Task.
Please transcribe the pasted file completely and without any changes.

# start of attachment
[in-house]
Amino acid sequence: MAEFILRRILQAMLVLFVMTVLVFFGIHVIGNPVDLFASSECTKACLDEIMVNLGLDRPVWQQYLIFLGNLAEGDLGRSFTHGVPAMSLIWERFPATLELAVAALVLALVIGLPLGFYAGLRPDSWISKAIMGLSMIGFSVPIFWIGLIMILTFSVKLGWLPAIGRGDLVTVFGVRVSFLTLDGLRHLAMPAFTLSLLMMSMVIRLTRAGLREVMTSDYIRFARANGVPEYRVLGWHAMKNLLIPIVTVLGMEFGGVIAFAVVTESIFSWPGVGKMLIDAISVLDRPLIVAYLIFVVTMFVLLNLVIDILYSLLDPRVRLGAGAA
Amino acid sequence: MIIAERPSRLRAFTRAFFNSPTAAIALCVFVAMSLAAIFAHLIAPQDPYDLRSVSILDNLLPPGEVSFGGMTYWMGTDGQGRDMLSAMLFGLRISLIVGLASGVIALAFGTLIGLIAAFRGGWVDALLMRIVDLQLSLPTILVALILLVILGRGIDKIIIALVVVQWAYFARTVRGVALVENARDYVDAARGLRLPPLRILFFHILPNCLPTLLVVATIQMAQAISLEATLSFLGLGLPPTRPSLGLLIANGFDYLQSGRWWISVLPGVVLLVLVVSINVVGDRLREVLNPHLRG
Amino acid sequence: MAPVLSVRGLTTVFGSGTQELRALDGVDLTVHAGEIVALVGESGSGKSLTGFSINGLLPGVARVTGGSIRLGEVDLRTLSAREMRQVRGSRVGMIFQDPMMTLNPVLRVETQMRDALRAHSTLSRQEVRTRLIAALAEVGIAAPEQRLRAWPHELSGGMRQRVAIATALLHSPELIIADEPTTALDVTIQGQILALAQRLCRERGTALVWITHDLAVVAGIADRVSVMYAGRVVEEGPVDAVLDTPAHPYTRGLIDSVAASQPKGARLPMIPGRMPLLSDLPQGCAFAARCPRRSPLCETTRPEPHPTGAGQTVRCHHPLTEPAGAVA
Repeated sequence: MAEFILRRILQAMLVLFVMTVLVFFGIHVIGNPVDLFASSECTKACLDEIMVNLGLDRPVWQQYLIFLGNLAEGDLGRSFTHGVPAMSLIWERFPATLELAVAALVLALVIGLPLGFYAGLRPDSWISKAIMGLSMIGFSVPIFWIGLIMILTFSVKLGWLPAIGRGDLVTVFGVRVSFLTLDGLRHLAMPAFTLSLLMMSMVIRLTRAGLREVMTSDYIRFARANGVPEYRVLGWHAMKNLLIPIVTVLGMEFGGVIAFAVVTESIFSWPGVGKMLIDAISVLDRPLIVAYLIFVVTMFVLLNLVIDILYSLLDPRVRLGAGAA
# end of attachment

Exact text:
[in-house]
Amino acid sequence: MAEFILRRILQAMLVLFVMTVLVFFGIHVIGNPVDLFASSECTKACLDEIMVNLGLDRPVWQQYLIFLGNLAEGDLGRSFTHGVPAMSLIWERFPATLELAVAALVLALVIGLPLGFYAGLRPDSWISKAIMGLSMIGFSVPIFWIGLIMILTFSVKLGWLPAIGRGDLVTVFGVRVSFLTLDGLRHLAMPAFTLSLLMMSMVIRLTRAGLREVMTSDYIRFARANGVPEYRVLGWHAMKNLLIPIVTVLGMEFGGVIAFAVVTESIFSWPGVGKMLIDAISVLDRPLIVAYLIFVVTMFVLLNLVIDILYSLLDPRVRLGAGAA
Amino acid sequence: MIIAERPSRLRAFTRAFFNSPTAAIALCVFVAMSLAAIFAHLIAPQDPYDLRSVSILDNLLPPGEVSFGGMTYWMGTDGQGRDMLSAMLFGLRISLIVGLASGVIALAFGTLIGLIAAFRGGWVDALLMRIVDLQLSLPTILVALILLVILGRGIDKIIIALVVVQWAYFARTVRGVALVENARDYVDAARGLRLPPLRILFFHILPNCLPTLLVVATIQMAQAISLEATLSFLGLGLPPTRPSLGLLIANGFDYLQSGRWWISVLPGVVLLVLVVSINVVGDRLREVLNPHLRG
Amino acid sequence: MAPVLSVRGLTTVFGSGTQELRALDGVDLTVHAGEIVALVGESGSGKSLTGFSINGLLPGVARVTGGSIRLGEVDLRTLSAREMRQVRGSRVGMIFQDPMMTLNPVLRVETQMRDALRAHSTLSRQEVRTRLIAALAEVGIAAPEQRLRAWPHELSGGMRQRVAIATALLHSPELIIADEPTTALDVTIQGQILALAQRLCRERGTALVWITHDLAVVAGIADRVSVMYAGRVVEEGPVDAVLDTPAHPYTRGLIDSVAASQPKGARLPMIPGRMPLLSDLPQGCAFAARCPRRSPLCETTRPEPHPTGAGQTVRCHHPLTEPAGAVA
Repeated sequence: MAEFILRRILQAMLVLFVMTVLVFFGIHVIGNPVDLFASSECTKACLDEIMVNLGLDRPVWQQYLIFLGNLAEGDLGRSFTHGVPAMSLIWERFPATLELAVAALVLALVIGLPLGFYAGLRPDSWISKAIMGLSMIGFSVPIFWIGLIMILTFSVKLGWLPAIGRGDLVTVFGVRVSFLTLDGLRHLAMPAFTLSLLMMSMVIRLTRAGLREVMTSDYIRFARANGVPEYRVLGWHAMKNLLIPIVTVLGMEFGGVIAFAVVTESIFSWPGVGKMLIDAISVLDRPLIVAYLIFVVTMFVLLNLVIDILYSLLDPRVRLGAGAA